On 6 August 1945, during World War II, an American B-29 bomber dropped the world’s first atomic bomb over the Japanese city of Hiroshima. The explosion immediately killed an estimated 80,000 people; tens of thousands more eventually died of radiation exposure.
They repeated the same atomic bombing over Nagasaki a few days later.
Or did they?
Michael Palmer, who spoke to me in the following conversation, held a faculty position in the chemistry department at the University Of Waterloo before being fired after his refusal to receive the jab.
He published a book – which is freely available for download – in which he challenges the atomic bomb claim, using archival medical and scientific data and showing that the destruction of Hiroshima and Nagasaki was a result of mustard gas and napalm, not unlike the bombing of other cities (like Tokyo).
Consider that, as Swedish engineer Anders Björkman pointed out, when Hiroshima was attacked, the US air command had 66 bombers ‘lined up for a mission in nearby Imabari, Japan’, but Imabari had already been destroyed in two earlier raids.
These were the planes that firebombed Hiroshima, he believes.
For a detailed collection of critiques and analyses, I recommend going through this “guided tour” which includes patents, photos, reports, testimonies and more.
For example, one individual noted that locating photos captured by Japanese witnesses is very hard to come by, but that he discovered the following photos from a Japanese book published during 1949.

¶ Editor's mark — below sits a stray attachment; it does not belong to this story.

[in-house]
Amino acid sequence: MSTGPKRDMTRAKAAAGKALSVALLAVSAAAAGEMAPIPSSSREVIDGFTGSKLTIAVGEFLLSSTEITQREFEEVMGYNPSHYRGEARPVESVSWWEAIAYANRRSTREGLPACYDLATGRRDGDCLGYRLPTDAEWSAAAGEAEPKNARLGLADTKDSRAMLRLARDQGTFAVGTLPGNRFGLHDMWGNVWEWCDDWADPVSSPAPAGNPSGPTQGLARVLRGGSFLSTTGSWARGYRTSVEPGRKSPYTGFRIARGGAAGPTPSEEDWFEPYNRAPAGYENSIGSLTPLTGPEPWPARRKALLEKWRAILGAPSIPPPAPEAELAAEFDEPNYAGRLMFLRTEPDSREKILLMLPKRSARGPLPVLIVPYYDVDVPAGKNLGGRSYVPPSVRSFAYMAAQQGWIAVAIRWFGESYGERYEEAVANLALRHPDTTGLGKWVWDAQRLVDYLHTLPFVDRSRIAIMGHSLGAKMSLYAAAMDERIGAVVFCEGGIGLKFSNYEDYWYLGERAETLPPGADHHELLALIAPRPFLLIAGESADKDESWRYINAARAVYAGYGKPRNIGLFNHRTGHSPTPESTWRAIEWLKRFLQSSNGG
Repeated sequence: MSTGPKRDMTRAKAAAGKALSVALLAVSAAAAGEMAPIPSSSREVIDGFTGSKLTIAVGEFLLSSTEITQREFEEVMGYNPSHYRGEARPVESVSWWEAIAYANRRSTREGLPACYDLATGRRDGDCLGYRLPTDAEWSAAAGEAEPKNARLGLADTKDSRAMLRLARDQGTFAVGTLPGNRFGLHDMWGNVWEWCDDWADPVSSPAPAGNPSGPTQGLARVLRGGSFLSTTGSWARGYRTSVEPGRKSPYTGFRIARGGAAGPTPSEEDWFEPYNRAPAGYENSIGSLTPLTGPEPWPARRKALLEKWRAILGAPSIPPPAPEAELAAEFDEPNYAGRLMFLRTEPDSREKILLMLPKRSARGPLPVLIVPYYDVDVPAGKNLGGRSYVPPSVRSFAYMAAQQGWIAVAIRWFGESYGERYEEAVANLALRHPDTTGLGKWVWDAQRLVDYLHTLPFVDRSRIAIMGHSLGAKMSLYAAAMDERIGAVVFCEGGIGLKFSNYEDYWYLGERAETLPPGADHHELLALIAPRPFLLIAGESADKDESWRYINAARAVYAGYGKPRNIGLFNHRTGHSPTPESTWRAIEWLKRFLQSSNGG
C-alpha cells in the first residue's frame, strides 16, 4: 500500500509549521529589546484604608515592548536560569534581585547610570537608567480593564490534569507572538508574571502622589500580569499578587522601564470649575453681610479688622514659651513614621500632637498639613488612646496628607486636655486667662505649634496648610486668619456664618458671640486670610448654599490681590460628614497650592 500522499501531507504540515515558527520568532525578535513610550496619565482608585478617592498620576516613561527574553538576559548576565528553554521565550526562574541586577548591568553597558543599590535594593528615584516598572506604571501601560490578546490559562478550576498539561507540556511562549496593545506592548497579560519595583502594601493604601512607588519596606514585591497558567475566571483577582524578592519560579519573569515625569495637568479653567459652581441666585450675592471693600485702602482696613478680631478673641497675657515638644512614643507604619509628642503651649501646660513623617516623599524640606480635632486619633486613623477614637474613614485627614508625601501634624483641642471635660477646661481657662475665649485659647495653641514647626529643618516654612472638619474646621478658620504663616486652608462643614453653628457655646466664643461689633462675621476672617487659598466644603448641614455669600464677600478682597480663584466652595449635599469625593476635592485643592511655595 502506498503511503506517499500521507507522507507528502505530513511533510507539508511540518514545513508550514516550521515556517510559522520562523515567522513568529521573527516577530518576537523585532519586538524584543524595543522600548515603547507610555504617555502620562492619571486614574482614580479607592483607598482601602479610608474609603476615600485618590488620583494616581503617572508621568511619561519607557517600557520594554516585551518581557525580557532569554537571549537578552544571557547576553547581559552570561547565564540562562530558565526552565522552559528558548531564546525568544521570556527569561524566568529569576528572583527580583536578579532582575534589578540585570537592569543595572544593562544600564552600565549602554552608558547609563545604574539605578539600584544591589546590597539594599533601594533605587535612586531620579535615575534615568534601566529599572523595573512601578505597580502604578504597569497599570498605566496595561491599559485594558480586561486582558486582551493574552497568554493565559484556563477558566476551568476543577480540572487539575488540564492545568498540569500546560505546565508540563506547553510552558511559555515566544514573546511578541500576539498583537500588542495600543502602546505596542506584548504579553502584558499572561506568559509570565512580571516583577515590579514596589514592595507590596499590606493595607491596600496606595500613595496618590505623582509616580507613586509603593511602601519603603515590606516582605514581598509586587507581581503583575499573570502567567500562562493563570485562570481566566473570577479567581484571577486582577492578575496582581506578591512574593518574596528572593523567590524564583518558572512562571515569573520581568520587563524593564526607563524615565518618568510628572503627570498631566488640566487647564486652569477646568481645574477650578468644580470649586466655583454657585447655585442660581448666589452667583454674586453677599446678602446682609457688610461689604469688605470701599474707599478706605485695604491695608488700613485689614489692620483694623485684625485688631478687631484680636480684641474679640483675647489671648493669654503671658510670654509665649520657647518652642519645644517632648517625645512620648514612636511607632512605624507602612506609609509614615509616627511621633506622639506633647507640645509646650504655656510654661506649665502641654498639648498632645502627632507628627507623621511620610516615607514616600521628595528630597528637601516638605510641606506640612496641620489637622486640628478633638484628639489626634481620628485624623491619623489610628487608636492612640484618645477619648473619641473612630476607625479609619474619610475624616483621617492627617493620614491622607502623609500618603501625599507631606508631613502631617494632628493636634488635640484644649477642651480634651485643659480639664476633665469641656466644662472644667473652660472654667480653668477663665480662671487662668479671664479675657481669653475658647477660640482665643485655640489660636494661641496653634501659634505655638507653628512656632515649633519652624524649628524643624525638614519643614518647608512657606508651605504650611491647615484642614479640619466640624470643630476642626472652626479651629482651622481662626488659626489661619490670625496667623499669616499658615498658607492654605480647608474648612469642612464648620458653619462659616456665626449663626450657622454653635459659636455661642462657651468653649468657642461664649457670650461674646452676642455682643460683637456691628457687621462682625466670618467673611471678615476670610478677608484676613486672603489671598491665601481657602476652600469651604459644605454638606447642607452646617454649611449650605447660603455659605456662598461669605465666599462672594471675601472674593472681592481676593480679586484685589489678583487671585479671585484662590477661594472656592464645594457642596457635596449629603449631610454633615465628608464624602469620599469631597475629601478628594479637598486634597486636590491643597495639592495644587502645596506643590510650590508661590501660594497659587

He added the following caption.
The Daily Telegraph published the following photo of the bombing, during January 2013. It also resembles a firebombing.
What about the famous Bikini Atoll nuclear tests between 1946 and 1958?
An interesting study was published during 2014, showing that they were faked. It highlights inconsistencies in the reported dates of the tests, lack of continuity in photos, and questionable physics, such as the lack of a tsunami or heavy wind. By scrutinising the images of the blasts, ships, and water spouts, the author suggests that they look fake and do not match other known nuclear detonations. The images of sailors watching without protection and inconsistent cloud cover further suggest manipulation. The study also examines the current state of Bikini Atoll, noting the lush plant life, well-maintained roads, diving tours, and abundant sea life, all of which seem to contradict the reported radioactivity of the area. Plus, the reported temperatures created by the blasts should have melted the sand and rocks.
He published a related study, during 2016.
And here’s a study published by Jeremy James, refuting the existence of explosive nuclear devices.
Meanwhile, Marvin Minsky was a computer scientist and co-founder of MIT’s artificial intelligence laboratory. He received many accolades including the Turing Award in 1969, and noted his suspicion surrounding the official story.
The following is a comment found under the video.
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